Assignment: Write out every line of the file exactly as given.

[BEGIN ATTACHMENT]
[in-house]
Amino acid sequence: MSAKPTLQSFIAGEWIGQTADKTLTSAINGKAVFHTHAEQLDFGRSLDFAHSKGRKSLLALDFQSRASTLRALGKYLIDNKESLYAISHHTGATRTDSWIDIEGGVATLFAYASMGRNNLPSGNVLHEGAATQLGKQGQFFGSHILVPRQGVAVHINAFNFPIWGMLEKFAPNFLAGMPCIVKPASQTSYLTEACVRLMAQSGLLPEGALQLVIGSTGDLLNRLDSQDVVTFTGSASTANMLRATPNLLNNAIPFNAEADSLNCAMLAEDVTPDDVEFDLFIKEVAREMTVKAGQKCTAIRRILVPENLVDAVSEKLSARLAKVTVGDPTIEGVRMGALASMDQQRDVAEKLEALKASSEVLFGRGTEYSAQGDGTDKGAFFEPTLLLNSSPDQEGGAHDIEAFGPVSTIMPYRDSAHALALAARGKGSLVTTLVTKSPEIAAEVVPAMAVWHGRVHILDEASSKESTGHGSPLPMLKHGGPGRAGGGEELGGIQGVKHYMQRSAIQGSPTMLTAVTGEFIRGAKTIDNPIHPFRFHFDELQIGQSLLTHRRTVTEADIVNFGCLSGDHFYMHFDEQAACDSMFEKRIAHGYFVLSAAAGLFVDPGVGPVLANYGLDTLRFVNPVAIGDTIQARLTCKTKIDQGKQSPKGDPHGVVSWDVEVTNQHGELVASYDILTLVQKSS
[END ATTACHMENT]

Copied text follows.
[in-house]
Amino acid sequence: MSAKPTLQSFIAGEWIGQTADKTLTSAINGKAVFHTHAEQLDFGRSLDFAHSKGRKSLLALDFQSRASTLRALGKYLIDNKESLYAISHHTGATRTDSWIDIEGGVATLFAYASMGRNNLPSGNVLHEGAATQLGKQGQFFGSHILVPRQGVAVHINAFNFPIWGMLEKFAPNFLAGMPCIVKPASQTSYLTEACVRLMAQSGLLPEGALQLVIGSTGDLLNRLDSQDVVTFTGSASTANMLRATPNLLNNAIPFNAEADSLNCAMLAEDVTPDDVEFDLFIKEVAREMTVKAGQKCTAIRRILVPENLVDAVSEKLSARLAKVTVGDPTIEGVRMGALASMDQQRDVAEKLEALKASSEVLFGRGTEYSAQGDGTDKGAFFEPTLLLNSSPDQEGGAHDIEAFGPVSTIMPYRDSAHALALAARGKGSLVTTLVTKSPEIAAEVVPAMAVWHGRVHILDEASSKESTGHGSPLPMLKHGGPGRAGGGEELGGIQGVKHYMQRSAIQGSPTMLTAVTGEFIRGAKTIDNPIHPFRFHFDELQIGQSLLTHRRTVTEADIVNFGCLSGDHFYMHFDEQAACDSMFEKRIAHGYFVLSAAAGLFVDPGVGPVLANYGLDTLRFVNPVAIGDTIQARLTCKTKIDQGKQSPKGDPHGVVSWDVEVTNQHGELVASYDILTLVQKSS